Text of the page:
The Supreme Court recently decided the case I previewed some months ago: Arkansas Game and Fish Comm. v. United States. The Court held that government-induced flooding — even if temporary – can amount to a constitutional “taking” – an important landmark for property rights, even if the Justices did not go far enough in protecting property rights. On this podcast, I discuss the ruling with the Manhattan Institute’s Jim Copland
In the Arkansas case, the Army Corps of Engineers (over objections by state authorities) imposed a flood regime on the Black River to benefit upstream farmers. The result was six years of intermittent flooding, destroying an estimated 18 million board feet of hardwood timber. The lower courts were split on the takings issue: Arkansas won in the district court, but the Federal Circuit reversed, holding (as some liberal jurists insist) that the Constitution’s Takings Clause is triggered only by a permanent deprivation of property — and six years ain’t permanent.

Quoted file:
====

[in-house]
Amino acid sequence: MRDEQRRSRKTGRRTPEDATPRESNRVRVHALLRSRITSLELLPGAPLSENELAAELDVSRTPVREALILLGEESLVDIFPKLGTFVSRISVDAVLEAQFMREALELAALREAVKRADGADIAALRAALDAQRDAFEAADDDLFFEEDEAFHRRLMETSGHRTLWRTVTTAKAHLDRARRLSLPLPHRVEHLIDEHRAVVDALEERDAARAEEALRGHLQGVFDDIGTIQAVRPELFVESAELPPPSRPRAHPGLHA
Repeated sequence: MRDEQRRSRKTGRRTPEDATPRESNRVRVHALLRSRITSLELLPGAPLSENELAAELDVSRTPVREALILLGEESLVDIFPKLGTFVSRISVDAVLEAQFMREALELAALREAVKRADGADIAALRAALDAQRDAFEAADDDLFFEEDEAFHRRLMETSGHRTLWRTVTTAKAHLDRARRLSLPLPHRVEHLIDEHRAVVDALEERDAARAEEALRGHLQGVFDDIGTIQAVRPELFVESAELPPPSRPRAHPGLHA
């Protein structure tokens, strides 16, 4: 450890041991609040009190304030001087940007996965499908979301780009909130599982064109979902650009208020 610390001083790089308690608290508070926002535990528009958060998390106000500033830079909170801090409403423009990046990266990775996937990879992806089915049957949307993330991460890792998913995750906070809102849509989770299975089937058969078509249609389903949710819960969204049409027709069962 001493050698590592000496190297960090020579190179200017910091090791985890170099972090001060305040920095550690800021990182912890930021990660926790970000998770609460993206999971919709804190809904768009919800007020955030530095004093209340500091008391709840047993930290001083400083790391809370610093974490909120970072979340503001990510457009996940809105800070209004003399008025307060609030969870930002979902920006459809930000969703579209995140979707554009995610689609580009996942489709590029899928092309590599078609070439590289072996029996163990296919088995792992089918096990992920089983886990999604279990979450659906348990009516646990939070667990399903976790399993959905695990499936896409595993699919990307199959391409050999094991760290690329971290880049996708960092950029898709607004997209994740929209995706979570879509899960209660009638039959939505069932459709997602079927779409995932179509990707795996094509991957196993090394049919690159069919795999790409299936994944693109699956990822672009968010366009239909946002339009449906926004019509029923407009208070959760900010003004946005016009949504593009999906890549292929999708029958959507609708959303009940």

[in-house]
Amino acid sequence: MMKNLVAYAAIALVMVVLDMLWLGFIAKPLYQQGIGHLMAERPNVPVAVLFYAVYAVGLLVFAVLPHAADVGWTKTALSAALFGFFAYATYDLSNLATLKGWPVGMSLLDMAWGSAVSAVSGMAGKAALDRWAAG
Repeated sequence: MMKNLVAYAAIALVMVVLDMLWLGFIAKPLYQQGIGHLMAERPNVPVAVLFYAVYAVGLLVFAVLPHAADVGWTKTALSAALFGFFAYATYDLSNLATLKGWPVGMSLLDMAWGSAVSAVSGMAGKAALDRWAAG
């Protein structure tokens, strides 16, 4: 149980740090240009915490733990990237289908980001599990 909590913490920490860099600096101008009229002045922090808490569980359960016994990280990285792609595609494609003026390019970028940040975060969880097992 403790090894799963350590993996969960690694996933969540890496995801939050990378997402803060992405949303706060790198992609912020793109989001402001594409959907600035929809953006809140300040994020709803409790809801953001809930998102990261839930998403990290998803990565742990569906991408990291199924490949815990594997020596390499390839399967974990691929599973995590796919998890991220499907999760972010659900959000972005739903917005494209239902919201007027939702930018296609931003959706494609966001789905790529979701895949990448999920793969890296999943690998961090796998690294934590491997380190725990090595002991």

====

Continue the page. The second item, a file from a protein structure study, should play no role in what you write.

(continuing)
Before the Supreme Court, the government took an extreme position, holding that government induced flooding can never — I repeat NEVER — give rise to a Takings claim by the unlucky downstream property owners. The Supreme Court rejected the government’s position and did so — mirabile dictu — unanimously, in an opinion written by none other than Justice Ginsburg.
Alas, the Court did not go as far as it should have. The Justices reversed the Federal Circuit’s decision — good – but then remanded the case for further consideration of such factors as whether the flooding was “intentional” or “foreseeable.” Thus, the Court has perpetuated the multi-factor balancing test for takings that tends to favor the government. As our own Richard Epstein (who literally wrote the book on takings) correctly argues, this mish-mash of factors is needlessly ad hoc. As Richard posits, the Court should endorse the overarching principle that, “The only things that the federal government can do without having to compensate are the kinds of things that private parties can do without having to pay compensation.”
Still, the Court did shoot down the Federal Circuit’s categorical rule that “temporary” flooding can never be a taking, as well as the government’s contention that it should never be liable for downstream damage. It’s a step in the right direction and the Court’s unanimity will protect this precedent from future attack. Two cheers for the Supreme Court.
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